Hydraulic fracturing, commonly referred to as fracking, is conducted at shale formation locations throughout the United States to increase production of natural gas. The fracking process requires a large amount of water (flowback, production, and drilling) thereby producing wastewater that must be either disposed of, stored, or treated. Due to the constituents contained in the wastewater, treatment poses problems for water resource recovery facilities (WRRFs). Several considerations and preparations should be made by a WRRF prior to accepting such wastewater.
Nontypical wastewater pollutants
The largest concern for WRRFs is typically the high salinity of fracking wastewater, measured in total dissolved solids (TDS). In addition, fracking wastewater can contain high levels of fluid additives, metals, and naturally occurring radioactive materials. The constituents are often at levels not typically found in WRRF influent.
Fracking wastewater quality can vary significantly, depending on pretreatment, if any. It is also important to know the volume, frequency, and delivery method of the material. A clearer picture of these constituents and characteristics can be obtained by enrolling the fracking operation in an industrial influent management program. Through such a program, the WRRF should be able to control the receipt of fracking water by setting pretreatment quality specifications.
Regulations for fracking wastewater
States and the U.S. Environmental Protection Agency (EPA) share responsibility for regulating treatment and disposal of wastewater from shale-gas extraction under National Pollutant Discharge Elimination System (NPDES). In October 2011, EPA announced a schedule to develop categorical effluent standards for wastewater discharges produced by natural gas extraction from underground coal-bed and shale formations. EPA will publish the Final 2014 Effluent Guidelines Program Plan after incorporating feedback gathered during the public comment period, which ended November 2014.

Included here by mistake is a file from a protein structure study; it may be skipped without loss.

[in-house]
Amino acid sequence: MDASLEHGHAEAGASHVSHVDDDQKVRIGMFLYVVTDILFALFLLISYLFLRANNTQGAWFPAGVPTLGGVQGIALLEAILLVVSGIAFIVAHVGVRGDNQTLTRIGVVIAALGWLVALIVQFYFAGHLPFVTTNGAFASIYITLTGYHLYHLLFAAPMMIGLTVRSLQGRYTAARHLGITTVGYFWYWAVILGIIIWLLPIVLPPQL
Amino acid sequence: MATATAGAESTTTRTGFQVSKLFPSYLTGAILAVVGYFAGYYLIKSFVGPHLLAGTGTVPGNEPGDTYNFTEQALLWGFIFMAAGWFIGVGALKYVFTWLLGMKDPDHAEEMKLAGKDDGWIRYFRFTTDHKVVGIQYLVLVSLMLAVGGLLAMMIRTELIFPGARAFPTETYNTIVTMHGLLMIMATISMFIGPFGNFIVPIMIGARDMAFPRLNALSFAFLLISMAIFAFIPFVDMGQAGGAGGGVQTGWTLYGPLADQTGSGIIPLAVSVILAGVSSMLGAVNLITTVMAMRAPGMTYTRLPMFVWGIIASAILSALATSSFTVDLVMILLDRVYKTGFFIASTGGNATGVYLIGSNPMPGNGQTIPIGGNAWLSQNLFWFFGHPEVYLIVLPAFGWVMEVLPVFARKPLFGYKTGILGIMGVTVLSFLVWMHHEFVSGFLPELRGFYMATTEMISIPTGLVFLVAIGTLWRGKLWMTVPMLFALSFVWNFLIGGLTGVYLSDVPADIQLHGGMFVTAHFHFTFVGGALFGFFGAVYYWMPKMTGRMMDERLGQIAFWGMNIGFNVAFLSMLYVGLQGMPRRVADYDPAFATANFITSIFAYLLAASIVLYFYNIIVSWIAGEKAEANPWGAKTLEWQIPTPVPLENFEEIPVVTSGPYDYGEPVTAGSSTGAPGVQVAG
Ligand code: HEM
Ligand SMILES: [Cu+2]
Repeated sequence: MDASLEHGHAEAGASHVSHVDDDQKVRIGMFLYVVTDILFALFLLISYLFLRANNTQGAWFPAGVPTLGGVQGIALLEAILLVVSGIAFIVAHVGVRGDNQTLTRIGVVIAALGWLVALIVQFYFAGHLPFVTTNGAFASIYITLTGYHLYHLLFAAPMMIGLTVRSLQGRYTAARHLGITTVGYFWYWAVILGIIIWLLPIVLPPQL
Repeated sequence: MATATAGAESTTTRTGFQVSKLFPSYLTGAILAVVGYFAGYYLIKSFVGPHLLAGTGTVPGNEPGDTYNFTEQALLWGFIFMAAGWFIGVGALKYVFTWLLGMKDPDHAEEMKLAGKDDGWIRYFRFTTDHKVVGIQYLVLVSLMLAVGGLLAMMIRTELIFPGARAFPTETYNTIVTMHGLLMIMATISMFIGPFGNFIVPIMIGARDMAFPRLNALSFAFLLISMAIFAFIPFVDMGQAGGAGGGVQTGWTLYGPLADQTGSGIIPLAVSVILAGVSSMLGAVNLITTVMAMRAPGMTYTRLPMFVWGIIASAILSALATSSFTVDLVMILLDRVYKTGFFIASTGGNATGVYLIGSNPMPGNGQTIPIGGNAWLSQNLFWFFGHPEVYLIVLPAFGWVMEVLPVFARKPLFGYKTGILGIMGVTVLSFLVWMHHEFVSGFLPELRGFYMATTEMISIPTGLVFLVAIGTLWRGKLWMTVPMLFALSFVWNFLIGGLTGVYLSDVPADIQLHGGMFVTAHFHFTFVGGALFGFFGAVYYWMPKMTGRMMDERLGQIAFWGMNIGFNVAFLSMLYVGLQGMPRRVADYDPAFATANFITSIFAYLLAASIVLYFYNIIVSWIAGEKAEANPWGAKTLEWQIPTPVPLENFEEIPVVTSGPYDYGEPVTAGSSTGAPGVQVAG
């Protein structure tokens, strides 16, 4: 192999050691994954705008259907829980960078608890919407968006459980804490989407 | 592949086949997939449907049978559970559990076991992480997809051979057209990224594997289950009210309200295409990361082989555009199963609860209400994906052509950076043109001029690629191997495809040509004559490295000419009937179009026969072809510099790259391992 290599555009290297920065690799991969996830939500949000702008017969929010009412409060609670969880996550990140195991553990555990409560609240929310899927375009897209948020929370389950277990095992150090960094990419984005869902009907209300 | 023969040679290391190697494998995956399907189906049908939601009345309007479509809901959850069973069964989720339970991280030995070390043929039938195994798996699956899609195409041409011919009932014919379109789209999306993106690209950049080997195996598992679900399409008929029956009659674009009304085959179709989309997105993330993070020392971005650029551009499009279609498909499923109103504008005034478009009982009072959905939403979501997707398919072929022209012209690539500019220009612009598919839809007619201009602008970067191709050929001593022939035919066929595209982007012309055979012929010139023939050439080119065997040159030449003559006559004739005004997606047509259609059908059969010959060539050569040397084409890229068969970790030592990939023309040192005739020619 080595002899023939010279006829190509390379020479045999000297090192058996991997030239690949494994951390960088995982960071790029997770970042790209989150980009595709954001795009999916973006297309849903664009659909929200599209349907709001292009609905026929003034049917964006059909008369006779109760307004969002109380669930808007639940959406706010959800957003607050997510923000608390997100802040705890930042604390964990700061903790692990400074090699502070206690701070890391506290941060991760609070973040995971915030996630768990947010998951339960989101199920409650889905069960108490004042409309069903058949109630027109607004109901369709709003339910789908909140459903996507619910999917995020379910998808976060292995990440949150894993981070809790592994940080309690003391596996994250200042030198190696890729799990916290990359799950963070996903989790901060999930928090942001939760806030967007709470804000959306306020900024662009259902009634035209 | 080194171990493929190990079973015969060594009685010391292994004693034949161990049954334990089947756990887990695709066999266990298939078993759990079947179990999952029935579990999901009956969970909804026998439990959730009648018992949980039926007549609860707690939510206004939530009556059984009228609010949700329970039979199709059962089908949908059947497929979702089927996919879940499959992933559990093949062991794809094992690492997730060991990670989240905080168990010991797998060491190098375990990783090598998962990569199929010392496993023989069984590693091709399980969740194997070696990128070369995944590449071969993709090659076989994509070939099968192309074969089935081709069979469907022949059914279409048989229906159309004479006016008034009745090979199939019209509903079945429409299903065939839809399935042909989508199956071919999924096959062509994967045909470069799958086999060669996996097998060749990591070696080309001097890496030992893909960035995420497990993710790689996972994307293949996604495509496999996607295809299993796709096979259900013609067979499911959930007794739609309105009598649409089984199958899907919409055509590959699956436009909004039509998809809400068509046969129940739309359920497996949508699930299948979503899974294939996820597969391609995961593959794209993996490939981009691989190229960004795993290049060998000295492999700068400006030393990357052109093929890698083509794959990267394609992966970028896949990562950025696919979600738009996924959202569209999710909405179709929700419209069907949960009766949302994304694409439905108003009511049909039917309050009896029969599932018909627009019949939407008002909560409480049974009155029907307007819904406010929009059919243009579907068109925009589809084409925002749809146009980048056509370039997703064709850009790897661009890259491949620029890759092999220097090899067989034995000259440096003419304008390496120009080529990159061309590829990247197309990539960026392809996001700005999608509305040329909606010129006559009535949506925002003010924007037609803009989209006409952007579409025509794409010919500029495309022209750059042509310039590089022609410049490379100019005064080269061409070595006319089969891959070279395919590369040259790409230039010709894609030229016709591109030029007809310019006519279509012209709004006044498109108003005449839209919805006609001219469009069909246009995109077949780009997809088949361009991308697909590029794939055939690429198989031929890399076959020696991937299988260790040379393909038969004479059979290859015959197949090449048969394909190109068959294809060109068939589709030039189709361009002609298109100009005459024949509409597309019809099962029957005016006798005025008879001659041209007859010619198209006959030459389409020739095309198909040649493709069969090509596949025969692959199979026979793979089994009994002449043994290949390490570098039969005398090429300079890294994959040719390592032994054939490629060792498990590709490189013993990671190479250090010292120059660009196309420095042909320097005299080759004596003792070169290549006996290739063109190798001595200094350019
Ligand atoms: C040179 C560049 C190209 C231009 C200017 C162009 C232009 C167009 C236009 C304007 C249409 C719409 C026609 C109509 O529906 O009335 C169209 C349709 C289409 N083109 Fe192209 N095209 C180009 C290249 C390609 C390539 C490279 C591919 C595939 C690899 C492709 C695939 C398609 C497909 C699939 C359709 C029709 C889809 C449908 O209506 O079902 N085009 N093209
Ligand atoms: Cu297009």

Several states have developed or will be developing their own rules for the acceptance of fracking water at WRRFs (see http://www2.epa.gov/hydraulicfracturing). Some state regulators are also imposing new regulations on WRRF discharges to protect aquatic organisms and drinking water purveyors from excess concentrations of effluent constituents such as TDS in receiving waterbodies.
Each WRRF should discuss current NPDES requirements and other regulations for accepting water from fracking operations with its state regulatory agency and EPA before accepting fracking wastewater to ensure that the latest regulatory requirements (such as permitting, additional monitoring, and effluent discharge limits) are identified. Also, it is best to engage the regulatory community as soon as possible in an open discussion of the current and planned regulatory requirements for fracking wastewater treatment at a WRRF.
Confirm WRRF’s ability to treat wastewater
Once a WRRF understands potential influent constituents and what is needed to achieve consistent compliance with its NPDES permit, the WRRF should carefully review its ability to continue optimal operations with additional loading. The WRRF should review control processes and understand the potential impact of fracking wastewater on the facility, and in particular, the stability of operations in light of projected salt levels and concentration variability. Also to be considered are potential changes on the biosolids quality due to constituents that are removed from the liquid stream.
More resources available
In summary, prior to accepting fracking water at a WRRF, four steps should be followed:
- Determine the fracking wastewater constituents, volume, frequency, and proposed delivery method.
- Determine the type of pretreatment the fracking water has undergone.
- Discuss NPDES requirements and other regulations with the state regulatory agency and EPA.
- Consider the effects on both final effluent quality and biosolids.
For more information, download the fact sheet Considerations for Accepting Fracking Wastewater at Water Resource Recovery Facilities, which discusses in further detail each of the four steps listed above, definitions, and quantitative data as well as references and links to more information.
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By the WEF Fracking Task Force, as edited by Elizabeth Conway. Elizabeth is the Committee Coordinator at the Water Environment Federation (Alexandria, Va.). The full fracking paper created by the Task Force is found here. Elizabeth can be reached at firstname.lastname@example.org.